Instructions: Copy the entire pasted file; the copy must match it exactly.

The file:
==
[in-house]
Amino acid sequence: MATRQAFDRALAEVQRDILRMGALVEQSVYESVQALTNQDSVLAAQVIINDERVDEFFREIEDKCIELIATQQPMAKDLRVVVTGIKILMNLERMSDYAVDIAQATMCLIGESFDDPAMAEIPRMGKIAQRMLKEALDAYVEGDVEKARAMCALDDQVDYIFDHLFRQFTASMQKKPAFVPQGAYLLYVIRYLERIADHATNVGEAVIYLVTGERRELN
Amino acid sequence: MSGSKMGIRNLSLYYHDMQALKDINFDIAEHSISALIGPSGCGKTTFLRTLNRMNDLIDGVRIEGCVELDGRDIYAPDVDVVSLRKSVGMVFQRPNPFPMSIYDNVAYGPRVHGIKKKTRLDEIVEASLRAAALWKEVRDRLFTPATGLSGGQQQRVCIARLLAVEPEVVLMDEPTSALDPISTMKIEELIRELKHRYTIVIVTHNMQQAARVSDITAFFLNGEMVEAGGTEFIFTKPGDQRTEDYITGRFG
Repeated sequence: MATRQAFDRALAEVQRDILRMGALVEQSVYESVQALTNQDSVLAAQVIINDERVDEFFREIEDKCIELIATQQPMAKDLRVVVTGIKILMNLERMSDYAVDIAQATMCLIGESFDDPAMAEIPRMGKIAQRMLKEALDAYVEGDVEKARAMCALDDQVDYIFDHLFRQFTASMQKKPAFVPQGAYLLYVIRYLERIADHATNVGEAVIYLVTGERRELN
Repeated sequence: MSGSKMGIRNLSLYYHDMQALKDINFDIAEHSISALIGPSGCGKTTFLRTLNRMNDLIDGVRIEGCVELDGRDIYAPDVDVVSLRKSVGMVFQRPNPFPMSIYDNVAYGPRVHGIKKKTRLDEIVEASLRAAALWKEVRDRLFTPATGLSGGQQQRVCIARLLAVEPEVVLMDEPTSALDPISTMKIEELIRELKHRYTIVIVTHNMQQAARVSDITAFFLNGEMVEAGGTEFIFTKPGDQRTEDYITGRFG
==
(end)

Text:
[in-house]
Amino acid sequence: MATRQAFDRALAEVQRDILRMGALVEQSVYESVQALTNQDSVLAAQVIINDERVDEFFREIEDKCIELIATQQPMAKDLRVVVTGIKILMNLERMSDYAVDIAQATMCLIGESFDDPAMAEIPRMGKIAQRMLKEALDAYVEGDVEKARAMCALDDQVDYIFDHLFRQFTASMQKKPAFVPQGAYLLYVIRYLERIADHATNVGEAVIYLVTGERRELN
Amino acid sequence: MSGSKMGIRNLSLYYHDMQALKDINFDIAEHSISALIGPSGCGKTTFLRTLNRMNDLIDGVRIEGCVELDGRDIYAPDVDVVSLRKSVGMVFQRPNPFPMSIYDNVAYGPRVHGIKKKTRLDEIVEASLRAAALWKEVRDRLFTPATGLSGGQQQRVCIARLLAVEPEVVLMDEPTSALDPISTMKIEELIRELKHRYTIVIVTHNMQQAARVSDITAFFLNGEMVEAGGTEFIFTKPGDQRTEDYITGRFG
Repeated sequence: MATRQAFDRALAEVQRDILRMGALVEQSVYESVQALTNQDSVLAAQVIINDERVDEFFREIEDKCIELIATQQPMAKDLRVVVTGIKILMNLERMSDYAVDIAQATMCLIGESFDDPAMAEIPRMGKIAQRMLKEALDAYVEGDVEKARAMCALDDQVDYIFDHLFRQFTASMQKKPAFVPQGAYLLYVIRYLERIADHATNVGEAVIYLVTGERRELN
Repeated sequence: MSGSKMGIRNLSLYYHDMQALKDINFDIAEHSISALIGPSGCGKTTFLRTLNRMNDLIDGVRIEGCVELDGRDIYAPDVDVVSLRKSVGMVFQRPNPFPMSIYDNVAYGPRVHGIKKKTRLDEIVEASLRAAALWKEVRDRLFTPATGLSGGQQQRVCIARLLAVEPEVVLMDEPTSALDPISTMKIEELIRELKHRYTIVIVTHNMQQAARVSDITAFFLNGEMVEAGGTEFIFTKPGDQRTEDYITGRFG